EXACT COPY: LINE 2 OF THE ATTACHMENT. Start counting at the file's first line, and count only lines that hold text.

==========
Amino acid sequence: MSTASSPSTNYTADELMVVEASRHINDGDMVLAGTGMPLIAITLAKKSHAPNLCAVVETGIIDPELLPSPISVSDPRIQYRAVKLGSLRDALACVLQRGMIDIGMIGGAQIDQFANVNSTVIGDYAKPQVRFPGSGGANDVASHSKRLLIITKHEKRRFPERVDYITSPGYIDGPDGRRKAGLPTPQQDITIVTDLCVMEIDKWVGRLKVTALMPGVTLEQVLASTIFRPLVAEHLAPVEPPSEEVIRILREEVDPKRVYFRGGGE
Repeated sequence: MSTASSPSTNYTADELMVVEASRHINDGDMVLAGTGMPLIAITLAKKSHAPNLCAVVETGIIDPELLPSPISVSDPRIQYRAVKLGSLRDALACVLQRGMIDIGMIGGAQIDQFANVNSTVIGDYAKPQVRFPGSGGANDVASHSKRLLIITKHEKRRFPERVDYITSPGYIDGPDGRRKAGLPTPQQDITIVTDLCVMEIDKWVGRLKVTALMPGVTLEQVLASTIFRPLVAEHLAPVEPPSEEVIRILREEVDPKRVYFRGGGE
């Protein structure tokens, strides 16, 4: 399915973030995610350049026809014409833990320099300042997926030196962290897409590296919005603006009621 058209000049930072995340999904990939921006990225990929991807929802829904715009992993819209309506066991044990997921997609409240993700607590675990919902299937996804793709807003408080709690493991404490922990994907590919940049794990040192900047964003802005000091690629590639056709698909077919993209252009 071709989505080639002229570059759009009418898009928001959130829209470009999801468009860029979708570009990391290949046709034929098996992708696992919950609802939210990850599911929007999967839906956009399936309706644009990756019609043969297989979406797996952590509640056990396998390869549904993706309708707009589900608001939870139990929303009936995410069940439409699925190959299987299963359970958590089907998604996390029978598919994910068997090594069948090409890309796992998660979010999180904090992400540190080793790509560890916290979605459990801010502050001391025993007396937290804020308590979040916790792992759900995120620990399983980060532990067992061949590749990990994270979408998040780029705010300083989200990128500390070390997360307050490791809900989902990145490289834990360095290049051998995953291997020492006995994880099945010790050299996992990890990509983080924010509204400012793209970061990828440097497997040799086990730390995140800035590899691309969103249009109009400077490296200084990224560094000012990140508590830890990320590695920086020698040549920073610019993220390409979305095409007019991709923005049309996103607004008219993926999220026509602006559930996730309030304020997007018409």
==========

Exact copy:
Repeated sequence: MSTASSPSTNYTADELMVVEASRHINDGDMVLAGTGMPLIAITLAKKSHAPNLCAVVETGIIDPELLPSPISVSDPRIQYRAVKLGSLRDALACVLQRGMIDIGMIGGAQIDQFANVNSTVIGDYAKPQVRFPGSGGANDVASHSKRLLIITKHEKRRFPERVDYITSPGYIDGPDGRRKAGLPTPQQDITIVTDLCVMEIDKWVGRLKVTALMPGVTLEQVLASTIFRPLVAEHLAPVEPPSEEVIRILREEVDPKRVYFRGGGE